An unbeaten century - In the name of Thiago - Day 100



An unbeaten century - now there’s a thing I never got to say during my shambolic amateur cricketing days but that I get to say today as I reach a significant landmark with this blog.

I’ve decided to look back at the last 100 days and reflect on the journey that I’ve been on this last three months. I have interspersed the blog today with pictures of my two children, Elisa and Thiago, who mean everything to me.

Well this all started in the first week of January as purely a tentative prod, (ok enough cricketing analogies) more than anything else. There was one rule I set myself with my writing and one rule only. I was to be honest and open with what I wrote.



It’s resulted in a handful of close scrapes and some difficult conversations with a few people as my full gamut of emotions has at times been brutally exposed but through it all I’ve managed to stay honest and open. Even with all the agony and pain that putting the words out there brings me, I still feel that there’s no point in doing this any other way.

The last three months have been a whirlwind. I started the blog and announced that I was going to do a 300 mile walk and boldly, some might say slightly foolishly, stated that I would not be satisified until I’d raised £10,000 for the two hospitals that looked after Thiago in his short lifetime. Well I’m nearly two thirds of the way to reaching that target and you know what I’m not just going to reach it, I’m going to smash it. But you can still help me make it by following the link above and donating!

With Christmas and the new year only just in the rear view mirror, my Dad moved in to stay with us while he convalesced after being hospitalised and looked for a place to live. This was incredibly stressful for Angelica and I and came at a time when we really should just have been left to our own grieving, which to this day still hasn’t really happened.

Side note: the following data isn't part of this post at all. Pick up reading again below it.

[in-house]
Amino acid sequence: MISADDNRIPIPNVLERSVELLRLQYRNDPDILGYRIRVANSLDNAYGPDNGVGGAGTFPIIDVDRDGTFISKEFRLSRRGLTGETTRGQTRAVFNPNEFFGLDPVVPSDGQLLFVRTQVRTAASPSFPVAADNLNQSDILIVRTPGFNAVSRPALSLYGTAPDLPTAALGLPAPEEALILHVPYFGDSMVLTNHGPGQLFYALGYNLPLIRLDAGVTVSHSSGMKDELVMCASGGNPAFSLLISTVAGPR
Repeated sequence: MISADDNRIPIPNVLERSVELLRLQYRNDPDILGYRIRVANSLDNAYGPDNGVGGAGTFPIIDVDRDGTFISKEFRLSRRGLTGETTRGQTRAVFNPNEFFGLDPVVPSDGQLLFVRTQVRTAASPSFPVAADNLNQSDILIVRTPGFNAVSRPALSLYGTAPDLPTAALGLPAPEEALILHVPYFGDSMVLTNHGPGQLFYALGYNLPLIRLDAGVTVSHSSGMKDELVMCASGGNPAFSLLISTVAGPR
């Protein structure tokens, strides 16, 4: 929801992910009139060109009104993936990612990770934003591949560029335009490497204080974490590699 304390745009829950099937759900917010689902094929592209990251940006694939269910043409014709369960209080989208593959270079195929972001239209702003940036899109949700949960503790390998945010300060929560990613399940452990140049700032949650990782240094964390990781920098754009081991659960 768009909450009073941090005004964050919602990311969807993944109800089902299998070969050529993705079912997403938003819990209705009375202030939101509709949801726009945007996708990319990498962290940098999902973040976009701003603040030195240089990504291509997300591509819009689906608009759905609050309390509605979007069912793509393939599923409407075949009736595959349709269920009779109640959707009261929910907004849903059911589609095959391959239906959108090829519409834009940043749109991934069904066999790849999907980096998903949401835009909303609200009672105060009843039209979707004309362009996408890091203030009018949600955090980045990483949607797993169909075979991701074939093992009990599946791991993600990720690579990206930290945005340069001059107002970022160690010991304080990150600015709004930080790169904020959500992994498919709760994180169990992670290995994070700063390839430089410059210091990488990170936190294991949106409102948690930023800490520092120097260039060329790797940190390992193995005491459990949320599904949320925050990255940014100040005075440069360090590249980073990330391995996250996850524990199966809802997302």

Angelica went back to work at the end of February and within a month of being back, initially on a phased return, she’s now working on a dedicated Covid-19 unit dealing with the completely unprecedented levels of illness caused by the fall out of coronavirus.

I became confused by the caring face of the Conservatives as they promised support to all and sundry as the near lockdown took effect before they reverted to type with false promises to the NHS. Well let’s face it, they were never really going to pull off pretending to support a Labour idea with anything other than false platitudes I guess.



I have flirted between depression, hope, despair, abject misery, hysteria, happiness, madness and sheer fucking anger towards many people around me. I have felt happy but I can’t imagine I’ll ever be as happy as Thiago made me when he was alive. I said it at my little man’s funeral that he brought happiness where there was sadness, joy when there was pain. Life is just so much harder now.

I’ve also had to experience the disappointment of postponing my walk and now the rigmarole of reorganising everything. But that little hero, Thiago Frederick Leite Gibbs will drive me forward like never before. In the name of Thiago everyone, in the name of Thiago..


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